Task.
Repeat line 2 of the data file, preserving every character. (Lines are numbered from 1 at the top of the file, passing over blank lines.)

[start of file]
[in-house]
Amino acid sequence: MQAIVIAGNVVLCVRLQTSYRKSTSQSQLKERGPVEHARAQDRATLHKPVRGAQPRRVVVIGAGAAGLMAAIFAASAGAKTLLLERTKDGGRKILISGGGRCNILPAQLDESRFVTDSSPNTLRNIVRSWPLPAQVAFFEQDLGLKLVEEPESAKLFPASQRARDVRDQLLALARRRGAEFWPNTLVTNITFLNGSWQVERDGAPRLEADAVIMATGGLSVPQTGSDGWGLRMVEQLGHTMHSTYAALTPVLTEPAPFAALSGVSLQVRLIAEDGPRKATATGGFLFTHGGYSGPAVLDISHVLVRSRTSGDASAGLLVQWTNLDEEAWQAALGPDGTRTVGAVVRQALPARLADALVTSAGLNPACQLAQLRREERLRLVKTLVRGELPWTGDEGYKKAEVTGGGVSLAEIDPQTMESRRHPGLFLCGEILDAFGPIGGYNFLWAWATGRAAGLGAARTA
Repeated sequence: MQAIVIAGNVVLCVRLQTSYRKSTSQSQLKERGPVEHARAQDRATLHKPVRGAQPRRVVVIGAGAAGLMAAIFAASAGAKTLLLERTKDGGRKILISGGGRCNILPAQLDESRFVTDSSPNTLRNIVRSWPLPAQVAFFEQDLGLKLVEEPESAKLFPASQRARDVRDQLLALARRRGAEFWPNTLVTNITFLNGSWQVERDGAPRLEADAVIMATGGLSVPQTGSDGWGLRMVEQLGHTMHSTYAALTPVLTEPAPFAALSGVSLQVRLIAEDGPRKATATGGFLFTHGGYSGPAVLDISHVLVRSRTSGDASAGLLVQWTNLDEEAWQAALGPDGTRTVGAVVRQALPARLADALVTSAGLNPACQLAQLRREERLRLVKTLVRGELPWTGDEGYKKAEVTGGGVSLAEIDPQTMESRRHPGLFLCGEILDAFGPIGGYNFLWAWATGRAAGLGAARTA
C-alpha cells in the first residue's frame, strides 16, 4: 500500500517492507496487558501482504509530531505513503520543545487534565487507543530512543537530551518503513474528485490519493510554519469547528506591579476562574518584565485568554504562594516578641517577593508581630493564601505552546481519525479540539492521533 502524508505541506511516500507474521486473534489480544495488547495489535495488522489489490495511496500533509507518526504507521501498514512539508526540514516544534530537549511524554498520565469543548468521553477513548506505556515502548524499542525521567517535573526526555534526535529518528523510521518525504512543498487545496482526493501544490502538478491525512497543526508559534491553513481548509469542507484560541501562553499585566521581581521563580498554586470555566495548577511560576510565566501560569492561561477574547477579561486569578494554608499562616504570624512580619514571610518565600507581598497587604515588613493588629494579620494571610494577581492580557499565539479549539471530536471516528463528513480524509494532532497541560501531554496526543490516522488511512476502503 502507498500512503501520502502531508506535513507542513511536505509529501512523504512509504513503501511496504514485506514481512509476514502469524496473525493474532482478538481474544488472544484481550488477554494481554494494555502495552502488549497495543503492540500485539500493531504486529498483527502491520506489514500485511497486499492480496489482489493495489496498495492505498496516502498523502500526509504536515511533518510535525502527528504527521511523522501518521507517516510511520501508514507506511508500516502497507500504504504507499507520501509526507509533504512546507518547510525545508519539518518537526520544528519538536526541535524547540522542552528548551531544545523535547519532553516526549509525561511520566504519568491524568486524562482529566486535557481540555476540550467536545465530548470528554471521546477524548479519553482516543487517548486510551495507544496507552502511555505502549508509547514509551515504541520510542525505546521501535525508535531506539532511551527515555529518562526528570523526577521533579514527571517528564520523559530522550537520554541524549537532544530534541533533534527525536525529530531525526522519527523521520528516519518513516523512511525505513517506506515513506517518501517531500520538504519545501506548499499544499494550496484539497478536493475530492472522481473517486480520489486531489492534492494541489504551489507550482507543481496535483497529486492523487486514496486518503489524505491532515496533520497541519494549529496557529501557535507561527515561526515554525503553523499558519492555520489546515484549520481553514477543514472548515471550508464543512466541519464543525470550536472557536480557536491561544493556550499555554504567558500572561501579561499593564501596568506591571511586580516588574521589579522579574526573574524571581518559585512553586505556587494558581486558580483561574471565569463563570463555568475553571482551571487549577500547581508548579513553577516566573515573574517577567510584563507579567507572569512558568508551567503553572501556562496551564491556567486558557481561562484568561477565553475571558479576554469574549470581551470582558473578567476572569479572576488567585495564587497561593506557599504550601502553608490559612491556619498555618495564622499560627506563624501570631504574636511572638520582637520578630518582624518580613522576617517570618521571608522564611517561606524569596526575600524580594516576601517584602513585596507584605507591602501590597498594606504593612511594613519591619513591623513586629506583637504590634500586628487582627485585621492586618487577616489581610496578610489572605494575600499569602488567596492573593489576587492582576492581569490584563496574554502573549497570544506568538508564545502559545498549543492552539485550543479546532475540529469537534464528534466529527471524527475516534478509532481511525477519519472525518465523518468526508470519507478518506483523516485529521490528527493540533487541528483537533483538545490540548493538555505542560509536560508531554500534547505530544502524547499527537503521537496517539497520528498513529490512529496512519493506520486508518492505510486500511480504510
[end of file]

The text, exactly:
Amino acid sequence: MQAIVIAGNVVLCVRLQTSYRKSTSQSQLKERGPVEHARAQDRATLHKPVRGAQPRRVVVIGAGAAGLMAAIFAASAGAKTLLLERTKDGGRKILISGGGRCNILPAQLDESRFVTDSSPNTLRNIVRSWPLPAQVAFFEQDLGLKLVEEPESAKLFPASQRARDVRDQLLALARRRGAEFWPNTLVTNITFLNGSWQVERDGAPRLEADAVIMATGGLSVPQTGSDGWGLRMVEQLGHTMHSTYAALTPVLTEPAPFAALSGVSLQVRLIAEDGPRKATATGGFLFTHGGYSGPAVLDISHVLVRSRTSGDASAGLLVQWTNLDEEAWQAALGPDGTRTVGAVVRQALPARLADALVTSAGLNPACQLAQLRREERLRLVKTLVRGELPWTGDEGYKKAEVTGGGVSLAEIDPQTMESRRHPGLFLCGEILDAFGPIGGYNFLWAWATGRAAGLGAARTA